Stephen’s advice to anyone looking to restore a historic property is to not get caught up with making everything 100% historically accurate, but to have a coherence and unity throughout the property that speaks the language of the period. The attention to detail has lent itself to a beautifully restored, historic apartment. With another upcoming restoration project in the city, I can not wait to see what Stephen will create.
Ah Roma, *sigh.* The Eternal City is home to not only the Colosseum, Forum, Vatican, and Trevi Fountain, but also home to great shopping, food and design. Design inspiration from Rome will totally surprise you. You may think that a city steeped in such history would be home to over-the-top and fussy design. Don’t get me wrong, there are plenty of traditional interiors in Rome, but many more Romans want modern design within their ancient walls. Think of it this way... people with straight hair always want curly, people with curly hair always want straight. Make sense?
If you grew up in a crumbling albeit charming apartment, chances are that you would probably want all the mod cons if given the chance. That said, everything Italians do from a design standpoint looks divine - catch the Mother Church reference? As they say about Italy, and thankfully: style over substance. Luckily for us, we can gather inspiration and know that everything we do here in the States will probably look good, work and take less time than in Italy... the most bureaucratic country in the world.
Talk about a design influence. This Colosseum-inspired dining table could not get any more literal. The sleek dining room chairs pull out from under the tabletop. Oh the glory of Rome. Having such imposing dining room tables calls for very large chandeliers.
Yours truly with an American friend who lives in Rome. Here we are enjoying lunch near the Tiber. Of course the consumption of massive amounts of food is always required on a trip to Rome.
Speaking of food, Italian kitchens, when renovated, are amazing. Italians are on the forefront of cutting edge industrial design. Here is a perfect example. This uber modern kitchen is to die for. Everything in its place, sleek and yet still warm, like the Italian spirit. Can we discuss kitchen bar stools for a minute? A perfect place to perch for pasta.
Metallic Silver Scooper Adjustable Bar or Counter Stool
Yes, I know, I aim to please. The kitchen bar stools you never thought you would find.
I know I look crazy, but that is what serious jet lag will do. I do have a point to this picture of me in my hotel room overlooking the Pantheon. Rome is filled with ancient buildings, columns and porticos. There is a way to celebrate this history yet be true to modern design.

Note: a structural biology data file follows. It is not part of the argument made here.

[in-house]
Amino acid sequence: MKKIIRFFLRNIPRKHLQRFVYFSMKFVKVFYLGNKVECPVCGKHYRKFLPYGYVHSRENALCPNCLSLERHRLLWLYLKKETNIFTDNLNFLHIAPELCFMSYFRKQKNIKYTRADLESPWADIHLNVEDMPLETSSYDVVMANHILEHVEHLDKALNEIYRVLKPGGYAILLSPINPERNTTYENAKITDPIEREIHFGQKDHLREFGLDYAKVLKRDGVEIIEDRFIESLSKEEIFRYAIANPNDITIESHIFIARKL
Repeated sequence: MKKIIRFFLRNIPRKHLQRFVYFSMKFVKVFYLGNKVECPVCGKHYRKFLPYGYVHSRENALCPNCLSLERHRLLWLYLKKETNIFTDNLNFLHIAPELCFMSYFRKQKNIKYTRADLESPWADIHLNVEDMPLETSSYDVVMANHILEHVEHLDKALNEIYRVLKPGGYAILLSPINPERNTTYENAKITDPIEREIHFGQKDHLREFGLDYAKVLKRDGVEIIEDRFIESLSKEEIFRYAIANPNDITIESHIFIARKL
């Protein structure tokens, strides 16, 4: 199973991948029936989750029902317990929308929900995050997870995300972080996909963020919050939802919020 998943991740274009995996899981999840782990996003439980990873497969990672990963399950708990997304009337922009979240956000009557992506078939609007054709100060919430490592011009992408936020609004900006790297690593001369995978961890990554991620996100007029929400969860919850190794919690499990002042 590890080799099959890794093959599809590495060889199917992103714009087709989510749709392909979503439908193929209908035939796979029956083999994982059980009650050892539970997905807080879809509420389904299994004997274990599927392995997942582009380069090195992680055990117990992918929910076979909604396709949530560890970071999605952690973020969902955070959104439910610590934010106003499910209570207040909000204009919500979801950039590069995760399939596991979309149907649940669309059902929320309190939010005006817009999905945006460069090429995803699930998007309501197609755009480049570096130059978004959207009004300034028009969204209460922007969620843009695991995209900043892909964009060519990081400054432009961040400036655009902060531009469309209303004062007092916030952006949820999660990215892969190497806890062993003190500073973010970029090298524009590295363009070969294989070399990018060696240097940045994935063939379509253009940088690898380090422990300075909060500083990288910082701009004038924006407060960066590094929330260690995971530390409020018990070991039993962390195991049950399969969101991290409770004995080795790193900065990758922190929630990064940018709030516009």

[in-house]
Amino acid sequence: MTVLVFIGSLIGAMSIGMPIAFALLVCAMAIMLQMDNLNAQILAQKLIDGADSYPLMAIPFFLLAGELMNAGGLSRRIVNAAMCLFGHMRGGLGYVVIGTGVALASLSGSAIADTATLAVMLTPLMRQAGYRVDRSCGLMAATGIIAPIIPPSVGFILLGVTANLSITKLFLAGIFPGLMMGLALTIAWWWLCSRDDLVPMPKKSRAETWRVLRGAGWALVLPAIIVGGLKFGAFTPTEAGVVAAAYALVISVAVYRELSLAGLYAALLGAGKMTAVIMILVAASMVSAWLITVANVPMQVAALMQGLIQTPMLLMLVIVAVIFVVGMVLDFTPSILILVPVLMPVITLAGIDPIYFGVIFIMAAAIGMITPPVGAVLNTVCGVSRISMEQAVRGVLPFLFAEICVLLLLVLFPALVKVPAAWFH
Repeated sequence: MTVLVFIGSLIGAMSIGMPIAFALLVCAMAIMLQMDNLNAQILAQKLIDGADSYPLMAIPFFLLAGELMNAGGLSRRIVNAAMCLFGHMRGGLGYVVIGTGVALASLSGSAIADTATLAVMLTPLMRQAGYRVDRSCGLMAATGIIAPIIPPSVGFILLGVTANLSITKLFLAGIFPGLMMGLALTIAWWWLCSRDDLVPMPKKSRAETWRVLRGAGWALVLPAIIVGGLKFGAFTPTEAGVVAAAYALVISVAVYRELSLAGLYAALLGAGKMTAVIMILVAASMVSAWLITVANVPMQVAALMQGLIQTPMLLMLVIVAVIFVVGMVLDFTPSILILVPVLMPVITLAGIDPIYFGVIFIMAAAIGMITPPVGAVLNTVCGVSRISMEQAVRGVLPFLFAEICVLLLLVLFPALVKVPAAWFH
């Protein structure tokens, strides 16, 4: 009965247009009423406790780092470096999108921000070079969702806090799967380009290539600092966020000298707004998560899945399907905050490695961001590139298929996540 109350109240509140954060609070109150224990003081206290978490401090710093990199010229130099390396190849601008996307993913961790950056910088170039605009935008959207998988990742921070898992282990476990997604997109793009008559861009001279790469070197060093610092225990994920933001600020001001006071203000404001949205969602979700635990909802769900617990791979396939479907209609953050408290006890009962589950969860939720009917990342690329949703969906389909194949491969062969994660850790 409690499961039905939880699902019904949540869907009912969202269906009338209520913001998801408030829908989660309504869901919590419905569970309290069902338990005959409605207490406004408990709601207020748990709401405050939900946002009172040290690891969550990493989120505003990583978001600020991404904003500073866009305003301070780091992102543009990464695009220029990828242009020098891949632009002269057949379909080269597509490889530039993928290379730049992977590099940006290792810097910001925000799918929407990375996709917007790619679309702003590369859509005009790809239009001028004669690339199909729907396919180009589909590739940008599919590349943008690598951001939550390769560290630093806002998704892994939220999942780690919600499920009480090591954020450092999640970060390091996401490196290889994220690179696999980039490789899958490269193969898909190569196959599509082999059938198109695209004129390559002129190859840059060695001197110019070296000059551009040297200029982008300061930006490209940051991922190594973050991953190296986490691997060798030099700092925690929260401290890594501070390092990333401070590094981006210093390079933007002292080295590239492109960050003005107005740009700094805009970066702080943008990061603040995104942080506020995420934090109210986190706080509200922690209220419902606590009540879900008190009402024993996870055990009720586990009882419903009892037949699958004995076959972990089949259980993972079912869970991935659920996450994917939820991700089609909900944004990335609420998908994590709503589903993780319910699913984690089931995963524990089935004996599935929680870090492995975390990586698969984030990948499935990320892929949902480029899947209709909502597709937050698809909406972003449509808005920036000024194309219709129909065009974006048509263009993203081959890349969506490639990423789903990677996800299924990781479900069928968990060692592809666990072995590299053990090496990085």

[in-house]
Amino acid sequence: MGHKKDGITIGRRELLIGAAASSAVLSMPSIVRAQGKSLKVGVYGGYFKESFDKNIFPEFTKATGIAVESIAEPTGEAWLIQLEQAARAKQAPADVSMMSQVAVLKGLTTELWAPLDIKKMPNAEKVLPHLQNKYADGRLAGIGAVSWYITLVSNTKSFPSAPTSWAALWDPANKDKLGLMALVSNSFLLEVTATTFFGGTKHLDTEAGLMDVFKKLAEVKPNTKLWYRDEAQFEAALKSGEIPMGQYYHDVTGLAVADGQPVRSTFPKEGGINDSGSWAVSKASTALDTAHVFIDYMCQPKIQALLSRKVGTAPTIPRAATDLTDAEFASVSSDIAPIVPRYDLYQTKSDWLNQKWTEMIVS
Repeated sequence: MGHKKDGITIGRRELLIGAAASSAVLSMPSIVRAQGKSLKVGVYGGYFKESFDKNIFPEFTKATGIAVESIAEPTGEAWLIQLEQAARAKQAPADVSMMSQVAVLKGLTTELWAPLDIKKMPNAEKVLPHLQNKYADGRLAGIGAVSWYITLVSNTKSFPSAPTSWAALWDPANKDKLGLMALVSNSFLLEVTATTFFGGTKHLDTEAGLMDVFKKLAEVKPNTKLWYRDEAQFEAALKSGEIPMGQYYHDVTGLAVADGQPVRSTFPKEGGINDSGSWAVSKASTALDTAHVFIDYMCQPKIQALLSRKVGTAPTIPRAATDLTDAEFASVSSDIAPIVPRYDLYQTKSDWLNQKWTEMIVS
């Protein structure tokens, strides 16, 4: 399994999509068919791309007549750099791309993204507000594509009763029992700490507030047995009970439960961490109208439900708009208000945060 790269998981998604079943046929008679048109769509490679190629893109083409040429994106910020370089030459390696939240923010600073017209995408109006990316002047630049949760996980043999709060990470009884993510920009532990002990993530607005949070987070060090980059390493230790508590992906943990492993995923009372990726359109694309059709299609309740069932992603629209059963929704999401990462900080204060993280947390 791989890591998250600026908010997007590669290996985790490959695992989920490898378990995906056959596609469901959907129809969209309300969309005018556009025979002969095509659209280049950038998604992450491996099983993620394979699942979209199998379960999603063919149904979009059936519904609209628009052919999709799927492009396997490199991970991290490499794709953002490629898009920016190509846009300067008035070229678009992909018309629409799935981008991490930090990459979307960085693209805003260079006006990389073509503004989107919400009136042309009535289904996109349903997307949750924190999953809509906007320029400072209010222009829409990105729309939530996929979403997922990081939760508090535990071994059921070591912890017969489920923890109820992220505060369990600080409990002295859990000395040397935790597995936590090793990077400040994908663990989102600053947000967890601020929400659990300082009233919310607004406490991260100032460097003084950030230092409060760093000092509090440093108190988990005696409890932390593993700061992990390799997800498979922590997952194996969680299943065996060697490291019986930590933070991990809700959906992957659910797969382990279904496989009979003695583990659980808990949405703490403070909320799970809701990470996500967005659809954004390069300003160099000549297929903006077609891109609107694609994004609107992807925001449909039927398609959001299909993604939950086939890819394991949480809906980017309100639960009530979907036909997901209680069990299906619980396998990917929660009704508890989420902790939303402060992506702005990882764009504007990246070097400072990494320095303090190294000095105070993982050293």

Here is what I mean. I’m crazy for this cool wallpaper that is clearly made from a photograph of classical architecture. You can always check online to see if you can get images you have taken on holiday blown up to mount either on a canvas or on a wall. Also, great lighting fixtures goes without saying.
Ouch. Ancient Roman seating, no thanks. Notice how she needed some comfort in the form of an ancient pillow?
This is what I’m talking about. This room is stunning. I love the old beams and pure modern interiors. The curved dining room chairs are form fitting and are the perfect counterpoint to the structure. I need that inset uplighting immediately.
There are not enough scrubbing bubbles in the world to get this ancient bath ready for my arrival. Although, historically it’s major.
Leave it to the Italians to turn this organic, almost catacomb space into the coolest bathroom, ever. The fluid space is very sensual. I like how the indoor wall lights add the perfect glow. Mamma Mia, I need a dose of Rome, pronto!
Images: Interior Design Pro, idesignarch, Tommaso Ziffer, Art-n-Sewl
So, you have viewed the vast array of pictures and hand painted wall art and selected the perfect piece. Now you need to know how-to hang the picture or wall art on the wall.
Ever wonder how the pros seem to hang pictures or wall art the very first time and without making the wall look like swiss cheese? Well, worry know longer. This video will show you how-to pictures or wall art like a pro.
To get started, gather your supplies. For this project you will need:
Picture or Wall Art Craft Paper (I have even used left over holiday paper)Scissors Writing Instrustment (Pen, Pencil) Ruler or Tape MeasurePainters Tape Hammer Hanging Supplies (Picture Hook, Nail)
Follow these easy steps:
A great way to test the placement of the picture or wall art before putting hammer to nail is by laying everything out on a table or on the floor.
Trace around the picture or wall art and mark the hanging points.
Then, tape the paper to the wall and hammer in the nail.
Remove the paper, and voila! Now you know how-to hang your favoite picture or wall art like a pro.
For more how-to ideas, tips and inspiration, visit the Lamps Plus YouTube channel.